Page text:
I don't know how I kept from pulling my hair out....
    I now only use Omega strictly as a cut program.....
    I import .CMX files and plot....
    Think you might feel the same way!
    I think you may be right...something we have addressed here before...it's all in what you get used to. Hubby and I poked around Corel some more this evening. I was amazed at some of the things we did with ease that require 10x the effort on Omega! I'm taking the Corel to work tomorrow and installing it there & instead of playing the "fishy" game at lunch, I will try my current jobs on Corel. I'm not going to get pissed that I'm spending my lunch on something that the company should be paying for...I'll get them back, I'm sure...LOL

    Strange that Omega wouldnt support an Inkjet printer. It probably does (though i dont know).
    Not sure either. Going to take some files when we go for the demo. Will keep everyone posted. Considering that Omega lets you convert to almost any file type, I should still be able to use it...however...thinking that I need to expand beyond one program? The problem is that the salesman told me he had a customer who always used Gerber and was now attempting to switch to Corel because he bought a VersaCamm...there must be a reason for this, which is why I am freaking.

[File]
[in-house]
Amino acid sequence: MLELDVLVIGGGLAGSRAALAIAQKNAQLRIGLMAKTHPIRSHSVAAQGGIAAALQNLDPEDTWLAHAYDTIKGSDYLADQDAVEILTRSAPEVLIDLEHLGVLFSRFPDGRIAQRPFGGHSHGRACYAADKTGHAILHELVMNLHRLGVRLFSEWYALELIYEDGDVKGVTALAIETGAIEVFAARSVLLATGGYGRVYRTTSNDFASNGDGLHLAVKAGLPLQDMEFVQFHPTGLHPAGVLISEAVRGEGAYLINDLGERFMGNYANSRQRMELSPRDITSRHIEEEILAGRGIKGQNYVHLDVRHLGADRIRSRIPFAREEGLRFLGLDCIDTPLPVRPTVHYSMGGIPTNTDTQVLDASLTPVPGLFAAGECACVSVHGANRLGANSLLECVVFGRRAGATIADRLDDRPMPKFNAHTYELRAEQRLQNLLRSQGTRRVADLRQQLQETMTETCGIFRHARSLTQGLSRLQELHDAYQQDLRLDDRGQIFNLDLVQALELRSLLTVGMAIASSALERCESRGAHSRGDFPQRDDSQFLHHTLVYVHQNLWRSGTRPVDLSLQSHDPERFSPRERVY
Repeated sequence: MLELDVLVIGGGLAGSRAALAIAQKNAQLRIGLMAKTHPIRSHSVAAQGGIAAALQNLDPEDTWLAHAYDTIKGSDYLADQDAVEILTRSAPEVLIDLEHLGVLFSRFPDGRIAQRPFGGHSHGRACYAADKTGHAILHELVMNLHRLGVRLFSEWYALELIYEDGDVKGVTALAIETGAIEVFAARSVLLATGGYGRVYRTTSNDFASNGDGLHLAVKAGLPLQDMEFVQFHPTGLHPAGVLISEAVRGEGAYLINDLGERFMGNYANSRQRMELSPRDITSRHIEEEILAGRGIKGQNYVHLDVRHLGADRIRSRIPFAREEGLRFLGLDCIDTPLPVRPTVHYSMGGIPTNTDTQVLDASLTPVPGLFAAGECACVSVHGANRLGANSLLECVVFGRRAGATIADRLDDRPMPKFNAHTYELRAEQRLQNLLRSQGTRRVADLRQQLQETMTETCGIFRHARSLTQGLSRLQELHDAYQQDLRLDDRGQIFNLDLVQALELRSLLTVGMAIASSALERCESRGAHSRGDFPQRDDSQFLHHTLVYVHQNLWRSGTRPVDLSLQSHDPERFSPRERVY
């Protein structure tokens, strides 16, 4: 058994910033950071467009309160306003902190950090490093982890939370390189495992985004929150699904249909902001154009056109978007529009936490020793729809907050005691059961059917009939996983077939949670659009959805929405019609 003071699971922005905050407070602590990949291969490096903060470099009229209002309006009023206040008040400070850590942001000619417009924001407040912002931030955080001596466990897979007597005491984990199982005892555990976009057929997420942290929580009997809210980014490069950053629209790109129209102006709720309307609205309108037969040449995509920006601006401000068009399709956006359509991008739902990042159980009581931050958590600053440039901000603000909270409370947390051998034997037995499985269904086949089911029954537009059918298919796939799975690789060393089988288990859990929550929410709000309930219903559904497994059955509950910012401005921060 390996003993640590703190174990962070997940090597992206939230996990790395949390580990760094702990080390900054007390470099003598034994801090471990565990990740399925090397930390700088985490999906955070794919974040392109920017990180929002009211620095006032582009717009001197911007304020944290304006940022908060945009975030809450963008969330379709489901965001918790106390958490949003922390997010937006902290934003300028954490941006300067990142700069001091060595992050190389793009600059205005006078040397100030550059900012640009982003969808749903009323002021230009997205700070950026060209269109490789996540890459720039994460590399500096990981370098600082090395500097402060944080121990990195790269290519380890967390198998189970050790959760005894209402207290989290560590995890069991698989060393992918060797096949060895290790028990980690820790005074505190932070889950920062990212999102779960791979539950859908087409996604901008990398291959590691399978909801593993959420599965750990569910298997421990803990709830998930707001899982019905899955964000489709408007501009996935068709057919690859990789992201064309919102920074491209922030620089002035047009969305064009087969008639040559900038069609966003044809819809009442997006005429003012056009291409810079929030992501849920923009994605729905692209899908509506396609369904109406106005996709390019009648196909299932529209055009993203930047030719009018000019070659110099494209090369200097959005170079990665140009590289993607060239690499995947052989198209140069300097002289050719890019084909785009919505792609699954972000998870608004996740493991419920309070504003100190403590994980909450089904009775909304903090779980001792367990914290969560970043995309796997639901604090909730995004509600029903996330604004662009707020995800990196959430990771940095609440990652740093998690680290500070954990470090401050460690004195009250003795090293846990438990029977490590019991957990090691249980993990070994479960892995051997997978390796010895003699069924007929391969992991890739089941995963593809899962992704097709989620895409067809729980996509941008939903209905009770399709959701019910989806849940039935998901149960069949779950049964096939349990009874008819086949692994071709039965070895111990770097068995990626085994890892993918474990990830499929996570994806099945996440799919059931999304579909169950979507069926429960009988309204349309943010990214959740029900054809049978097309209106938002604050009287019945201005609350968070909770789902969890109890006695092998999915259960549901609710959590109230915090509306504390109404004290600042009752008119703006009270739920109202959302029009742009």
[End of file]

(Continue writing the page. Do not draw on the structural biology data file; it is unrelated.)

Fred...as always, I much appreciate the info. Just one question...why did you have to put it in RED?
    VersaCamm
    I mean...ANY other color! All I see is VersaCamm ...even in my sleep!

    I think you should at the very least pick up some percentage of my shrink bill....

    :biggrin: LP
     
  7. Fred Weiss

    Fred Weiss Merchant Member

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    Gerber supports their own inkjet printers, the Jetster and the Elan.

    I'm headed for the ISA show on Saturday in Orlando with looking at the Versacamm at the top of my list.

    Not sure what you're using for image editing, but if you get a Versacamm I would think you will need Photoshop to supplement Corel.

    [​IMG]

    The doctor is in.
     
  8. Dennis Raap

    Dennis Raap Active Member

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    LP, you are right the tutor is very basic had a brain freeze couldn't think of the site that Fred mentioned.

    Fred, could you let us know what your thoughts are on the VersacCamm after you get back from the show?
     
  9. Ladypainter

    Ladypainter Member

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    Not sure what you're using for image editing, but if you get a Versacamm I would think you will need Photoshop to supplement Corel.

    Have Photoshop (old stripped down version 5...someone gave to me) and the Corel we have also came with Corel Photo Paint 9, although I haven't used it.

    Yes...please post ASAP after the show!



    :thankyou:
     
  10. OldPaint

    OldPaint Major Contributor

    here in lies the most basic problem with most new people in this business...ITS SUPPOSED TO NOT BE THIS HARD or DARN CANT I DO THIS WITH OUT LEARNING HOW TO USE THESE STUPID PROGRAMS????????? well this is why they call it a PROFESSION!